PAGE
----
For the FIM table, the so-called frustrated total internal reflection (FTIR) of light is used. It is this which gives rise to the project name “FTIR-based imaging method”, or FIM. The method is based on light reflection within the Perspex plate and on the influence on the reflection on the part of the organisms being observed.
Berh D. et al.: Automatic non-invasive heartbeat quantification of Drosophila pupae. Computers in Biology and Medicine Volume 93, 1 February 2018, Pages 189-199; https://doi.org/10.1016/j.compbiomed.2017.12.017
https://video.uni-muenster.de/imperia/md/video/wwu/news/heart_beat.mp4 Video: Fruit-fly's heartbeat (Copyright: Dimitri Berh, Benjamin Risse)
http://fim.uni-muenster.de About FIM
Dr. Christina Heimken | idw - Informationsdienst Wissenschaft
Surgery involving ultrasound energy found to treat high blood pressure
24.05.2018 | Queen Mary University of London
XXL computed tomography: a new dimension in X-ray analysis
17.05.2018 | Fraunhofer-Gesellschaft
The more electronics steer, accelerate and brake cars, the more important it is to protect them against cyber-attacks. That is why 15 partners from industry and academia will work together over the next three years on new approaches to IT security in self-driving cars. The joint project goes by the name Security For Connected, Autonomous Cars (SecForCARs) and has funding of €7.2 million from the German Federal Ministry of Education and Research. Infineon is leading the project.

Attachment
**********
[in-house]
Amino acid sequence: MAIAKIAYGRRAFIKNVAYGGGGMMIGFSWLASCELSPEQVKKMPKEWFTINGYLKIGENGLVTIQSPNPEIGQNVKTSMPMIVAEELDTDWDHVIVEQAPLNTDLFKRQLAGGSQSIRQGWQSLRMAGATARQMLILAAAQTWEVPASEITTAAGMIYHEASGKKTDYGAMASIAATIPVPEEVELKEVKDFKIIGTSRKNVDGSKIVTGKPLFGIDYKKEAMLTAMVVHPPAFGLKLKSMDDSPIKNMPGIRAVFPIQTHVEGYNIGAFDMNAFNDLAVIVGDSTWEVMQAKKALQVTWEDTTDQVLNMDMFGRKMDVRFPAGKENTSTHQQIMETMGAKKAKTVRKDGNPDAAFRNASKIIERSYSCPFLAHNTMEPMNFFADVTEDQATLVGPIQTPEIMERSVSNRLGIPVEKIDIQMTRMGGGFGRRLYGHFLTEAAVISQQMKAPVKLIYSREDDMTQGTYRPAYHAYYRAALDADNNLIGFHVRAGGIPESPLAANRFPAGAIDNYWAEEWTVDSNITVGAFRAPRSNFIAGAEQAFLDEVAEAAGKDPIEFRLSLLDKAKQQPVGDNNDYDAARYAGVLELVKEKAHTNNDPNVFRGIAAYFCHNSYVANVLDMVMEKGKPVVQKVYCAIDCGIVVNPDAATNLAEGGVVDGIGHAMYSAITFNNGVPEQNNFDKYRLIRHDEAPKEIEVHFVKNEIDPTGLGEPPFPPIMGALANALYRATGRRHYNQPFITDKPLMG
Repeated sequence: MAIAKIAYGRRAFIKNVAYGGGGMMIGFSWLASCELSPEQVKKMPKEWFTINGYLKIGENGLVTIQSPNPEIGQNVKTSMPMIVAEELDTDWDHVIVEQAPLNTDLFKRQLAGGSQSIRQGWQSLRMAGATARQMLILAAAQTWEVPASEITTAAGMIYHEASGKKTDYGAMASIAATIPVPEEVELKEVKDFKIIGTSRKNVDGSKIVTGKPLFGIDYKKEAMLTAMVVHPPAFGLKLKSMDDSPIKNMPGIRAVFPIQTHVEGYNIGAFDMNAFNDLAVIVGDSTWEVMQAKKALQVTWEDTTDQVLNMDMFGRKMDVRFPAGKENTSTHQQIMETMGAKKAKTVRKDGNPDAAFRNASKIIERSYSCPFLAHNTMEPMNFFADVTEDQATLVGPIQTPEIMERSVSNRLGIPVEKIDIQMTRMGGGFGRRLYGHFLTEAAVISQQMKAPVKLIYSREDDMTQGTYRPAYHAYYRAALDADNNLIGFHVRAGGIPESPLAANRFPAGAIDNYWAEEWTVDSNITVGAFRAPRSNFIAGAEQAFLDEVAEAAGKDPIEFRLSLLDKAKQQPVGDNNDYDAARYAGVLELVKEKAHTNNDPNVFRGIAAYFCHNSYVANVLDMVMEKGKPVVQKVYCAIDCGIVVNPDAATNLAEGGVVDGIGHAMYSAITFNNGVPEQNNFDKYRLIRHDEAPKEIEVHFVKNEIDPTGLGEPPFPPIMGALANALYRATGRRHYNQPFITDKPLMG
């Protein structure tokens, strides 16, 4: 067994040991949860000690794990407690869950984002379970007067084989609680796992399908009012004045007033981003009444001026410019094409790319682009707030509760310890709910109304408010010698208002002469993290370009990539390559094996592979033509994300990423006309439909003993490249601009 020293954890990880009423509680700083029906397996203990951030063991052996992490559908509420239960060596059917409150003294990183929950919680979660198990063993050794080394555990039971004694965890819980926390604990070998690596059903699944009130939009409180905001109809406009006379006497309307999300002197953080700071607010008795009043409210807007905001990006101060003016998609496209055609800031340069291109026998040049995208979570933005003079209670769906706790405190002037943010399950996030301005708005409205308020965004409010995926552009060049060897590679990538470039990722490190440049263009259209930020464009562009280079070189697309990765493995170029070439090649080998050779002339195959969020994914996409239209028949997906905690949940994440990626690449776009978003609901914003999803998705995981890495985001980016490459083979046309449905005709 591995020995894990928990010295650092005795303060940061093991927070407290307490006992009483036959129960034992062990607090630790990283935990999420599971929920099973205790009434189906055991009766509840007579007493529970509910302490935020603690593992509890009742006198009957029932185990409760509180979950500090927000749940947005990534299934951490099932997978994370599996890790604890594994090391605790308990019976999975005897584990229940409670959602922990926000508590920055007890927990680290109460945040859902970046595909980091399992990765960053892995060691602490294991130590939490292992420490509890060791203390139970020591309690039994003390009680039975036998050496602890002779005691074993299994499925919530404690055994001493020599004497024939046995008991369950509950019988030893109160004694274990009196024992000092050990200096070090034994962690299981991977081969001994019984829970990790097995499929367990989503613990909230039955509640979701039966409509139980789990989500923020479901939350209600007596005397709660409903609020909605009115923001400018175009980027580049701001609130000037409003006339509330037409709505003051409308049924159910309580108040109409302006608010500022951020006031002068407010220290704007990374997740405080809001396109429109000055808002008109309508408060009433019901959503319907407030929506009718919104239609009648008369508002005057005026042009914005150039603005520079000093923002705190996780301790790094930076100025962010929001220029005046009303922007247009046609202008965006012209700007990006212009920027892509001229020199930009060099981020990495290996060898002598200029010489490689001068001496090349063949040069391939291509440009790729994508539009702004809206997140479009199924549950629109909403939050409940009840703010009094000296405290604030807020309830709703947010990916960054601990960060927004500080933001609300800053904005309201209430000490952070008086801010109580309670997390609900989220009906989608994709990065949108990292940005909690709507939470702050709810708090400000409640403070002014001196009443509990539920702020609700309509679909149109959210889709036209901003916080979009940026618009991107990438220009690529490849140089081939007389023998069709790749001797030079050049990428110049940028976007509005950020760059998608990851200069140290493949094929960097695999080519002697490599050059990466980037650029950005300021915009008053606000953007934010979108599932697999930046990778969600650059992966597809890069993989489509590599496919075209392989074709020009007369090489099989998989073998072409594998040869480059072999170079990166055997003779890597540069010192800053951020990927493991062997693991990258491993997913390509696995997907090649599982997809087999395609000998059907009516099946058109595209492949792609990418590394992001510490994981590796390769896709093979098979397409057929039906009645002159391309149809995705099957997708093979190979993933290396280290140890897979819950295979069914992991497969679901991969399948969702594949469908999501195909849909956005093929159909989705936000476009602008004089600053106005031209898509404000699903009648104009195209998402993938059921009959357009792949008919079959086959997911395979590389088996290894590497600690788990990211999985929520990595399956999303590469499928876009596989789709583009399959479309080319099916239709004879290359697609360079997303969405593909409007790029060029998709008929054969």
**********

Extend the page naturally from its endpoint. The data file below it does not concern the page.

Vehicles already offer diverse communication interfaces and more and more automated functions, such as distance and lane-keeping assist systems. At the same...
A research team led by physicists at the Technical University of Munich (TUM) has developed molecular nanoswitches that can be toggled between two structurally different states using an applied voltage. They can serve as the basis for a pioneering class of devices that could replace silicon-based components with organic molecules.
The development of new electronic technologies drives the incessant reduction of functional component sizes. In the context of an international collaborative...
At the LASYS 2018, from June 5th to 7th, the Laser Zentrum Hannover e.V. (LZH) will be showcasing processes for the laser material processing of tomorrow in hall 4 at stand 4E75. With blown bomb shells the LZH will present first results of a research project on civil security.
At this year's LASYS, the LZH will exhibit light-based processes such as cutting, welding, ablation and structuring as well as additive manufacturing for...
There are videos on the internet that can make one marvel at technology. For example, a smartphone is casually bent around the arm or a thin-film display is rolled in all directions and with almost every diameter. From the user's point of view, this looks fantastic. From a professional point of view, however, the question arises: Is that already possible?
At Display Week 2018, scientists from the Fraunhofer Institute for Applied Polymer Research IAP will be demonstrating today’s technological possibilities and...
So-called quantum many-body scars allow quantum systems to stay out of equilibrium much longer, explaining experiment | Study published in Nature Physics
Recently, researchers from Harvard and MIT succeeded in trapping a record 53 atoms and individually controlling their quantum state, realizing what is called a...
25.05.2018 | Event News
02.05.2018 | Event News
13.04.2018 | Event News
25.05.2018 | Event News
25.05.2018 | Machine Engineering
25.05.2018 | Life Sciences